The Taste of Comfort
What do we mean when we talk about comfort food? The term is often used to refer to meals able to spark feelings of nostalgia for a lost childhood. This new research expands this definition to offer a historical and analytical study of comfort food. It explores how sensory experiences of food intertwined with comfort and power in the U.S. from the imperial decades of the late nineteenth century to the contemporary era.
MAPPING DIASPORIC FOODWAYS
The Mapping Scarborough Chinatown project investigates how culinary hubs emerge and function by mapping the growth the diasporic suburban neighborhood of Scarborough, Toronto, Canada.
This digital map is part of the City Food: Lessons from People on the Move collaborative research project. With City Food, we are developing a new analytical framework to understand the cultural, economic, and nutritional significance of food in diverse cities.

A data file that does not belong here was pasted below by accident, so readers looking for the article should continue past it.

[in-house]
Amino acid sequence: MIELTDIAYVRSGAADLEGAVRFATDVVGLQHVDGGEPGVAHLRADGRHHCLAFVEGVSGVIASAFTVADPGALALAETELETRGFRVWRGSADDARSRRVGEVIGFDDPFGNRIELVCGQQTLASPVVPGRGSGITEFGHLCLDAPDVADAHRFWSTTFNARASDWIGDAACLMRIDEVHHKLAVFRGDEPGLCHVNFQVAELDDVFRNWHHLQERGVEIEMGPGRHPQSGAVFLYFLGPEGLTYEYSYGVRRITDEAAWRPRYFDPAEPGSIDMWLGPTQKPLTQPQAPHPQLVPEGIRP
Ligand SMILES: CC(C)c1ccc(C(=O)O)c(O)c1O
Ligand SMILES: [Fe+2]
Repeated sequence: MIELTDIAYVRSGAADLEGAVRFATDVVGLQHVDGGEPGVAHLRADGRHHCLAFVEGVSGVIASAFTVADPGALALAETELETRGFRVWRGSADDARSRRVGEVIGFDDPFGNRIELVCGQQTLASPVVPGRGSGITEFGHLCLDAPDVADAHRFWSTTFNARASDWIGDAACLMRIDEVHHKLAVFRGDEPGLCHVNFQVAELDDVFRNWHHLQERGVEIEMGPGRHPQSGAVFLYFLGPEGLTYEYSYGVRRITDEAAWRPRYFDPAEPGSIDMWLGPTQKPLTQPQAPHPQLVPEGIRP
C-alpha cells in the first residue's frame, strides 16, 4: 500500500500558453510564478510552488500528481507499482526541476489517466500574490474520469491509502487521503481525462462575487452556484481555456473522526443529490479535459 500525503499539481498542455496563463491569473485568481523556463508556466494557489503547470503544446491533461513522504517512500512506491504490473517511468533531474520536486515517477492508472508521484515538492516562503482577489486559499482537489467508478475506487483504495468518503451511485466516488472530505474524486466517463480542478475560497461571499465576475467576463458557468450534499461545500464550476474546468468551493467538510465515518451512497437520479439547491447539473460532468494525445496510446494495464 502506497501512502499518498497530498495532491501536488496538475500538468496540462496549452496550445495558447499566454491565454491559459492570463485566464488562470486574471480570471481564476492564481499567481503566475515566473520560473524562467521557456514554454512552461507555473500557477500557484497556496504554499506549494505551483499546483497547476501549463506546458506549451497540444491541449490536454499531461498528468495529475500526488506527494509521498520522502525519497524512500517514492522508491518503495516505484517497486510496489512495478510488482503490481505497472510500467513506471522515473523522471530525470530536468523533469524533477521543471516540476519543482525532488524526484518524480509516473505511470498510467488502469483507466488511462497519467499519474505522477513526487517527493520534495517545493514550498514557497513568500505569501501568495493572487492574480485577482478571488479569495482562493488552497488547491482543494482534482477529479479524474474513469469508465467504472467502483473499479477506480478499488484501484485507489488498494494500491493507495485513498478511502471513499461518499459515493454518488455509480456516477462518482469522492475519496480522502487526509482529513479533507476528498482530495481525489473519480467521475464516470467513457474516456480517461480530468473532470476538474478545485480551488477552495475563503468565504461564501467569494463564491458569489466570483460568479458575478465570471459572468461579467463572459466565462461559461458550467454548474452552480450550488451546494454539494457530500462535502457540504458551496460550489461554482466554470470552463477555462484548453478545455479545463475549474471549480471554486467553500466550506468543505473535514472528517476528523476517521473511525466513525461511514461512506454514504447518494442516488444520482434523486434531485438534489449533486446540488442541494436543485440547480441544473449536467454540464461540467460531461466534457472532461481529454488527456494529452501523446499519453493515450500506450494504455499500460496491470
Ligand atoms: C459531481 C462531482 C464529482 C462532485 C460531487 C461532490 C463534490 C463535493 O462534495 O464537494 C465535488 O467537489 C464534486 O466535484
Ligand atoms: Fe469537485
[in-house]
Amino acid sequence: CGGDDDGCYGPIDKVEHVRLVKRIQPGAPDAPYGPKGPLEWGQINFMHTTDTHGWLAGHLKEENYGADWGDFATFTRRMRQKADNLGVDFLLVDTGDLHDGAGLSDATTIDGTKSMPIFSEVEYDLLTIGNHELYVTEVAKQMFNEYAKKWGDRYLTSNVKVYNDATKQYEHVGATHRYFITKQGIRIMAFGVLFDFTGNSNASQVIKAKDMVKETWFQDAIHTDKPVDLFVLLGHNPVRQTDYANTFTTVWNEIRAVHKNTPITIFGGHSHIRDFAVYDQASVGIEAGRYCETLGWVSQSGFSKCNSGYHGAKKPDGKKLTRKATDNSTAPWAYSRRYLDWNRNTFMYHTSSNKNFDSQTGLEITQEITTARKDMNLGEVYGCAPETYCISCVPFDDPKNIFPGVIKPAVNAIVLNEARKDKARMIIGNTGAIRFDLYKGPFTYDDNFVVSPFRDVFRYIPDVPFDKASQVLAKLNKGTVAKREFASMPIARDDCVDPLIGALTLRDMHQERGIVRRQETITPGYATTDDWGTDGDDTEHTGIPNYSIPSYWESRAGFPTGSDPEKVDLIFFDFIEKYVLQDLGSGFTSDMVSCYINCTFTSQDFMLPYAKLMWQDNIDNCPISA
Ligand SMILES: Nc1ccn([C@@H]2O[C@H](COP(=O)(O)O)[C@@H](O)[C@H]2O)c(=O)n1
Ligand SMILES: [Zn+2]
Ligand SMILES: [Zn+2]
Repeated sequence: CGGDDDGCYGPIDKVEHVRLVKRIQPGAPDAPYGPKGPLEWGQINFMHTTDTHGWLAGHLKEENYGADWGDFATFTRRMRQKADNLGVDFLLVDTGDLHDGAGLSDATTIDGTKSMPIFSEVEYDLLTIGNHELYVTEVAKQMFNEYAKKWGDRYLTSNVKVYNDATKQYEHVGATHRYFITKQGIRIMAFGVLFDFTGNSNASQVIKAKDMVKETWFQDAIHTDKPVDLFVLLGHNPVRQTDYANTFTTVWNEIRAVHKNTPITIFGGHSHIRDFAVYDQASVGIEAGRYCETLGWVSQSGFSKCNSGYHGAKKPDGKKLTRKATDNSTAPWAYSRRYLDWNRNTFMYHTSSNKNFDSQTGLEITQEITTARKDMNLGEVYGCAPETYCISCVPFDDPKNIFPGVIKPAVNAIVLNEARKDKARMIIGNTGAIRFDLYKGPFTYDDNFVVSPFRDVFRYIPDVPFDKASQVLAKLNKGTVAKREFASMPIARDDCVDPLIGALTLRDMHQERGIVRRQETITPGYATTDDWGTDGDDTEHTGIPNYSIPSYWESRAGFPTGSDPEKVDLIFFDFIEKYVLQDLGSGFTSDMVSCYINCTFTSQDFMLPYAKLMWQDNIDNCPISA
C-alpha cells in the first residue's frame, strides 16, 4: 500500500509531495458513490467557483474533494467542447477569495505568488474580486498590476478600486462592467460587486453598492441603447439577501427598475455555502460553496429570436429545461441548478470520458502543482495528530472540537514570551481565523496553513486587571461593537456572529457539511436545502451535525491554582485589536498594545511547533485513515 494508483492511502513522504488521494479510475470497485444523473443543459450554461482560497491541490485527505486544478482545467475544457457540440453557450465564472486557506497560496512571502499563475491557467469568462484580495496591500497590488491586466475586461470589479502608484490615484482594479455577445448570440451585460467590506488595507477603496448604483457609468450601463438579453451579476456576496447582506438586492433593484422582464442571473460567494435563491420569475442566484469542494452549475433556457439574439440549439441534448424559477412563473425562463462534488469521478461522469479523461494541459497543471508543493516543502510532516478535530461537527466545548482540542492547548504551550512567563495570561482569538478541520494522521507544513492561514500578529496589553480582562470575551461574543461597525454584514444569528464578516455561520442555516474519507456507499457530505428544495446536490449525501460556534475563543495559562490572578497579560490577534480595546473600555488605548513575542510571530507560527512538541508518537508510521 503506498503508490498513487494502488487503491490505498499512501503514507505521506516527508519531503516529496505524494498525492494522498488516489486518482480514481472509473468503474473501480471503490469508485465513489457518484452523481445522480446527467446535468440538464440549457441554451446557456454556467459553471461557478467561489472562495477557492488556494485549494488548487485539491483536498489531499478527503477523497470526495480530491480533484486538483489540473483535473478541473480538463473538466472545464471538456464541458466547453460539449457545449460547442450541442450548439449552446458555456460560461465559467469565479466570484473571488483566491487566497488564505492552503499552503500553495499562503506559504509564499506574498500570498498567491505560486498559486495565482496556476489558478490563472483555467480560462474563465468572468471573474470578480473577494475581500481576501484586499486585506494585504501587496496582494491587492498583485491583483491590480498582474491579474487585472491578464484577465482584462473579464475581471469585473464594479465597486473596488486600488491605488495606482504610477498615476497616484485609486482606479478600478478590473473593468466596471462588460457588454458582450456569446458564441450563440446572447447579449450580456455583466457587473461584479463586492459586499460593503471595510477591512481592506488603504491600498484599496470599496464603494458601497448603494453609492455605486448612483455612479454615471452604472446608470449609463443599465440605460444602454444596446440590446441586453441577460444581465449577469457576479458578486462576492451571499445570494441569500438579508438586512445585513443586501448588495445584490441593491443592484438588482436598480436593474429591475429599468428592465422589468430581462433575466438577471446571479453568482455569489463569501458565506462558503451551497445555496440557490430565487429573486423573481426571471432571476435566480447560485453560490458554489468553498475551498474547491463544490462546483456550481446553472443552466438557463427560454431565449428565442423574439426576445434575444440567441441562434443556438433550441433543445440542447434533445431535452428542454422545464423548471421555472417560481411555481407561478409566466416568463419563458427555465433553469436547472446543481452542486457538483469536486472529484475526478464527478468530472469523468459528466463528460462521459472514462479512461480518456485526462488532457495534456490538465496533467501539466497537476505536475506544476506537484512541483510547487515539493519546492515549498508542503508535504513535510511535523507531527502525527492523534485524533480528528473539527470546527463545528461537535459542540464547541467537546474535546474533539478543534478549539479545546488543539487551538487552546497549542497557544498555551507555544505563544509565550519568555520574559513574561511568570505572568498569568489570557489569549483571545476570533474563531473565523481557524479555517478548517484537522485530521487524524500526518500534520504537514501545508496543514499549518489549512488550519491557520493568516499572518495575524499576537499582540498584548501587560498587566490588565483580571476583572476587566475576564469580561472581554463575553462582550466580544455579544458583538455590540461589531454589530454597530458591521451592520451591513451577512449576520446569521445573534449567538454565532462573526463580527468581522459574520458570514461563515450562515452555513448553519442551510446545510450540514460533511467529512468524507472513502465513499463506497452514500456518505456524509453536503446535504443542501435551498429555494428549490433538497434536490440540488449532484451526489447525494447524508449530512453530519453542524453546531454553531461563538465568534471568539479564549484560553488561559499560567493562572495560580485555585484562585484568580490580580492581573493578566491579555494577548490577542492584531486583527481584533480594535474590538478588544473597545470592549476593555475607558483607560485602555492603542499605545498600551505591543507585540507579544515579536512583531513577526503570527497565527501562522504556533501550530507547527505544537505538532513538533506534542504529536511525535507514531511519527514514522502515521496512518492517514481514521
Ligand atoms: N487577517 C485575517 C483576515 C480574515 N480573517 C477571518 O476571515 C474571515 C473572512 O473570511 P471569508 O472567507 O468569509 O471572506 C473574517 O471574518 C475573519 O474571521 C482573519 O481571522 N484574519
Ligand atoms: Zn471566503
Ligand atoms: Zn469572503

What America Ate
What America Ate is a three-year project funded by the National Endowment for the Humanities to create an innovative website and online archive of culinary sources from the Great Depression. Materials include the papers of the WPA America Eats program, a collection of rare community cookbooks, and hundreds of food marketing and advertising materials from the 1930s. Led by Helen Zoe Veit at Michigan State University, the website lets users browse historical recipes, search materials by state and region, get a deeper understanding of historical context, explore featured sources related to a range of topics, or help tag and transcribe 1930s recipes.